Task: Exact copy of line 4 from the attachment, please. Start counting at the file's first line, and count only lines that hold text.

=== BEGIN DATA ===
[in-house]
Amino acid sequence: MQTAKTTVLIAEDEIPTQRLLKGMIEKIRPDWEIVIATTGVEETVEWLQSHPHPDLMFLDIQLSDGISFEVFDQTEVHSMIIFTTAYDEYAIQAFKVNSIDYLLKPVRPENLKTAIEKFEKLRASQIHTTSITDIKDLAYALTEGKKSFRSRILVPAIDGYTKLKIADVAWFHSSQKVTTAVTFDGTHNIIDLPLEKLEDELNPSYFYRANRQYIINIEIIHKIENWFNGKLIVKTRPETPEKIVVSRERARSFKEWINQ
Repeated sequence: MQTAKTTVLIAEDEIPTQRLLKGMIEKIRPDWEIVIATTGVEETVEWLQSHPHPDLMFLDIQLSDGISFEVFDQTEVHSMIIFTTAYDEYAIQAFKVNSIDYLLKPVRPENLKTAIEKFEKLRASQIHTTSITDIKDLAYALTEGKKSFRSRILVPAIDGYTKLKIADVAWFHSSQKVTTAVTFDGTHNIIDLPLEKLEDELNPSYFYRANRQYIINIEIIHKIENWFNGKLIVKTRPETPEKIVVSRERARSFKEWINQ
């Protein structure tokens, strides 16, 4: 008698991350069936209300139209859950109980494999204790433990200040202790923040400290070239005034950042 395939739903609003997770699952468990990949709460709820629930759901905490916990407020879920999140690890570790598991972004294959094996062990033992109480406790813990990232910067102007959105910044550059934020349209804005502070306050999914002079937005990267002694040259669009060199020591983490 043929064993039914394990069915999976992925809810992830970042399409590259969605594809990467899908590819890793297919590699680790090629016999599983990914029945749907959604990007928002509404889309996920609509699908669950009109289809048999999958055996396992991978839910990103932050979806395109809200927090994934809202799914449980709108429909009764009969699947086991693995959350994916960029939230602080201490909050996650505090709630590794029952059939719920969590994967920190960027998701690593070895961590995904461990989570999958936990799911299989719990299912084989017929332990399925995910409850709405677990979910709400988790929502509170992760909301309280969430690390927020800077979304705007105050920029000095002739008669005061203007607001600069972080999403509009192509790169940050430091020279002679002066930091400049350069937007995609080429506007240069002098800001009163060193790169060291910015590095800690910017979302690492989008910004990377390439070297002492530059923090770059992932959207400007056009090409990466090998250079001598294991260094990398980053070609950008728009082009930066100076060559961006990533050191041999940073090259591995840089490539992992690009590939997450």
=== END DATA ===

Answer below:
């Protein structure tokens, strides 16, 4: 008698991350069936209300139209859950109980494999204790433990200040202790923040400290070239005034950042 395939739903609003997770699952468990990949709460709820629930759901905490916990407020879920999140690890570790598991972004294959094996062990033992109480406790813990990232910067102007959105910044550059934020349209804005502070306050999914002079937005990267002694040259669009060199020591983490 043929064993039914394990069915999976992925809810992830970042399409590259969605594809990467899908590819890793297919590699680790090629016999599983990914029945749907959604990007928002509404889309996920609509699908669950009109289809048999999958055996396992991978839910990103932050979806395109809200927090994934809202799914449980709108429909009764009969699947086991693995959350994916960029939230602080201490909050996650505090709630590794029952059939719920969590994967920190960027998701690593070895961590995904461990989570999958936990799911299989719990299912084989017929332990399925995910409850709405677990979910709400988790929502509170992760909301309280969430690390927020800077979304705007105050920029000095002739008669005061203007607001600069972080999403509009192509790169940050430091020279002679002066930091400049350069937007995609080429506007240069002098800001009163060193790169060291910015590095800690910017979302690492989008910004990377390439070297002492530059923090770059992932959207400007056009090409990466090998250079001598294991260094990398980053070609950008728009082009930066100076060559961006990533050191041999940073090259591995840089490539992992690009590939997450």